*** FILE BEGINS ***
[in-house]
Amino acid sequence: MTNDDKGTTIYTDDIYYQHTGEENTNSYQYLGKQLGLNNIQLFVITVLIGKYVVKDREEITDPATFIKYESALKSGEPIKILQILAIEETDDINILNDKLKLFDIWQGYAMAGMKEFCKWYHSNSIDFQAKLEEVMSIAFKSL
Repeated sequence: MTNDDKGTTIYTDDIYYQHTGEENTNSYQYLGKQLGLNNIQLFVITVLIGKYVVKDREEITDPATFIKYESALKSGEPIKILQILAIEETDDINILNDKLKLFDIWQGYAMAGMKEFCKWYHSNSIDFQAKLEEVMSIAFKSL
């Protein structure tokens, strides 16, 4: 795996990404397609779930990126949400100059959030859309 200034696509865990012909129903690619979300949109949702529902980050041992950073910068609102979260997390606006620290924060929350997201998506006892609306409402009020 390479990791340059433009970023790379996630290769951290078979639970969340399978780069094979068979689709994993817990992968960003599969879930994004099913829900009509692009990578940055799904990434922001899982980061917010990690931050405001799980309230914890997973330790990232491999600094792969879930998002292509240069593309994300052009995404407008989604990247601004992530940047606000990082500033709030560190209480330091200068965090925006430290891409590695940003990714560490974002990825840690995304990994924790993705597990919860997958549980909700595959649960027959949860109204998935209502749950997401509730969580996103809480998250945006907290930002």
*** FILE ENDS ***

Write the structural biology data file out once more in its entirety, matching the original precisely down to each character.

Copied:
[in-house]
Amino acid sequence: MTNDDKGTTIYTDDIYYQHTGEENTNSYQYLGKQLGLNNIQLFVITVLIGKYVVKDREEITDPATFIKYESALKSGEPIKILQILAIEETDDINILNDKLKLFDIWQGYAMAGMKEFCKWYHSNSIDFQAKLEEVMSIAFKSL
Repeated sequence: MTNDDKGTTIYTDDIYYQHTGEENTNSYQYLGKQLGLNNIQLFVITVLIGKYVVKDREEITDPATFIKYESALKSGEPIKILQILAIEETDDINILNDKLKLFDIWQGYAMAGMKEFCKWYHSNSIDFQAKLEEVMSIAFKSL
């Protein structure tokens, strides 16, 4: 795996990404397609779930990126949400100059959030859309 200034696509865990012909129903690619979300949109949702529902980050041992950073910068609102979260997390606006620290924060929350997201998506006892609306409402009020 390479990791340059433009970023790379996630290769951290078979639970969340399978780069094979068979689709994993817990992968960003599969879930994004099913829900009509692009990578940055799904990434922001899982980061917010990690931050405001799980309230914890997973330790990232491999600094792969879930998002292509240069593309994300052009995404407008989604990247601004992530940047606000990082500033709030560190209480330091200068965090925006430290891409590695940003990714560490974002990825840690995304990994924790993705597990919860997958549980909700595959649960027959949860109204998935209502749950997401509730969580996103809480998250945006907290930002």